Player Fed Rtg G1 G2 G3 G4 G5 G6 G7 G8 G9 Pts
Muzychuk, Anna UKR 2552 ½ 1                1.5
Javakhishvili, Lela GEO 2481 ½               0.5
Player Fed Rtg G1 G2 G3 G4 G5 G6 G7 G8 G9 Pts
Arabidze, Meri GEO 2374 ½ ½  1 ½           2.5
Cmilyte, Vktorija LTU 2530 ½ ½  ½           1.5
Player Fed Rtg G1 G2 G3 G4 G5 G6 G7 G8 G9 Pts
Kosteniuk, Alexandra RUS 2529 0  1 0  ½           1.5
Harika, Dronavalli IND 2492 1  0 ½           2.5
Player Fed Rtg G1 G2 G3 G4 G5 G6 G7 G8 G9 Pts
Cramling, Pia SWE 2495 1 ½                1.5
Gunina, Valentina RUS 2528 0  ½               0.5
Player Fed Rtg G1 G2 G3 G4 G5 G6 G7 G8 G9 Pts
Zhao, Xue CHN 2527 1  ½               1.5
Khotenashvili, Bela GEO 2513 0 ½                0.5
Player Fed Rtg G1 G2 G3 G4 G5 G6 G7 G8 G9 Pts
Stefanova, Antoaneta BUL 2552 0 ½                0.5
Muzychuk, Mariya UKR 2526 1 ½                1.5


Round 1 - 64 players
March 17 Game 1 3:00 p.m. local time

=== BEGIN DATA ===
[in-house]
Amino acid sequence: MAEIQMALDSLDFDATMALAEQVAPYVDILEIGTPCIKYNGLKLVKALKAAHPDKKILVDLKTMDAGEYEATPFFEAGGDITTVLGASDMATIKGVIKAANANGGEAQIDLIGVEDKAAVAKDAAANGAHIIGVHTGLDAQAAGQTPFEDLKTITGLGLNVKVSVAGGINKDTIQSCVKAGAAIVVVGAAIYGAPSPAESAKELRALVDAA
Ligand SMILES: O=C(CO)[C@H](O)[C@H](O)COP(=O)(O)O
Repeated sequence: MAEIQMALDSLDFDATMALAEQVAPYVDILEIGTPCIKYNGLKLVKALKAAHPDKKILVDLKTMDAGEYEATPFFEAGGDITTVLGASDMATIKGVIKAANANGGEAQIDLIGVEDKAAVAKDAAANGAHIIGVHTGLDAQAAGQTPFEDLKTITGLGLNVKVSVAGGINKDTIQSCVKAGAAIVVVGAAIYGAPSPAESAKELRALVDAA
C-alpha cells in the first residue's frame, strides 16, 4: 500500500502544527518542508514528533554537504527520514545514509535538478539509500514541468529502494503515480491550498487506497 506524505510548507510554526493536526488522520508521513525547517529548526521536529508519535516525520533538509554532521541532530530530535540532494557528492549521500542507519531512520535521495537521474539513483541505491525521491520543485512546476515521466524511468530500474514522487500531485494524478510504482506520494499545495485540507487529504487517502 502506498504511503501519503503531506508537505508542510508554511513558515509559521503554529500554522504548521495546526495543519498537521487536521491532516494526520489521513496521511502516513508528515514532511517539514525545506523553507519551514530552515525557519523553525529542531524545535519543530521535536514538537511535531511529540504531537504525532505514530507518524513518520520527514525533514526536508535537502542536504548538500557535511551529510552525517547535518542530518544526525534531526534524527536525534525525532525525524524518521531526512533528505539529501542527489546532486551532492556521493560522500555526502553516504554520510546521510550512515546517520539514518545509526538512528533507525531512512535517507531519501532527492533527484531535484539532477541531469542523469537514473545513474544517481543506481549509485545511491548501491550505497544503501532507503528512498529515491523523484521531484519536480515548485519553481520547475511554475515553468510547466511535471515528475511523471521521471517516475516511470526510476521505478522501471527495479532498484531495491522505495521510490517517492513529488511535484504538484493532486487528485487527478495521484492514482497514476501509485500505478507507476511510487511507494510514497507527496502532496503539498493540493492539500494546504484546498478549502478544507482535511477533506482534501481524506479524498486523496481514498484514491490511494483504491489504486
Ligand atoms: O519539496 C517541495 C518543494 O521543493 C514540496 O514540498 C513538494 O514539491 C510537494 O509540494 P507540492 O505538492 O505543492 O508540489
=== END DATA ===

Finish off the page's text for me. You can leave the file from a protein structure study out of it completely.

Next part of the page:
March 18 Game 2 3:00 p.m. local time
March 19 Tie breaks 3:00 p.m. local time
Round 2 - 32 players
March 20 Game 1 3:00 p.m. local time
March 21 Game 2 3:00 p.m. local time
March 22 Tie breaks 3:00 p.m. local time
Round 3 - 16 players
March 23 Game 1 3:00 p.m. local time
March 24 Game 2 3:00 p.m. local time
March 25 Tie breaks 3:00 p.m. local time
Round 4 - 8 players
March 26 Game 1 3:00 p.m. local time
March 27 Game 2 3:00 p.m. local time
March 28 Tie breaks 3:00 p.m. local time
Round 5 - 4 players
March 29 Game 1 3:00 p.m. local time
March 30 Game 2 3:00 p.m. local time
March 31 Tie breaks 3:00 p.m. local time
Rest day - April, 1
Round 6 - 2 players
April 2 Game 1 3:00 p.m. local time
April 3 Game 2 3:00 p.m. local time
April 4 Game 3 3:00 p.m. local time
April 5 Game 4 3:00 p.m. local time
April 6 Tie breaks 3:00 p.m. local time
April 7 Closing Ceremony*  
*Closing Ceremony can be shifted to
April 6 in the absence of tie breaks


The games are being broadcast live on the official web site and on the chess server Playchess.com. If you are not a member you can download a free Playchess client there and get immediate access. You can also use ChessBase 13 or any of our Fritz compatible chess programs.

Born in the US, he grew up in Paris, France, where he completed his Baccalaureat, and after college moved to Rio de Janeiro, Brazil. He had a peak rating of 2240 FIDE, and was a key designer of Chess Assistant 6. In 2010 he joined the ChessBase family as an editor and writer at ChessBase News. He is also a passionate photographer with work appearing in numerous publications.